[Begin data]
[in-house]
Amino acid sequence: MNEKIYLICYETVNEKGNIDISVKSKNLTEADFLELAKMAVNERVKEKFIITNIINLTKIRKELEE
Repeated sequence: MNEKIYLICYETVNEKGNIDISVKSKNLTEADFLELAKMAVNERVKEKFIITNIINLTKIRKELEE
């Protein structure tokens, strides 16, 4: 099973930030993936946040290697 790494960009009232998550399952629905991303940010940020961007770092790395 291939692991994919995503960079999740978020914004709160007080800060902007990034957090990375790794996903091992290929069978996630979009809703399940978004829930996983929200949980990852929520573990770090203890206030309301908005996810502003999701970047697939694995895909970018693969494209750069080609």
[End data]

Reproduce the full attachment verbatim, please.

[in-house]
Amino acid sequence: MNEKIYLICYETVNEKGNIDISVKSKNLTEADFLELAKMAVNERVKEKFIITNIINLTKIRKELEE
Repeated sequence: MNEKIYLICYETVNEKGNIDISVKSKNLTEADFLELAKMAVNERVKEKFIITNIINLTKIRKELEE
């Protein structure tokens, strides 16, 4: 099973930030993936946040290697 790494960009009232998550399952629905991303940010940020961007770092790395 291939692991994919995503960079999740978020914004709160007080800060902007990034957090990375790794996903091992290929069978996630979009809703399940978004829930996983929200949980990852929520573990770090203890206030309301908005996810502003999701970047697939694995895909970018693969494209750069080609």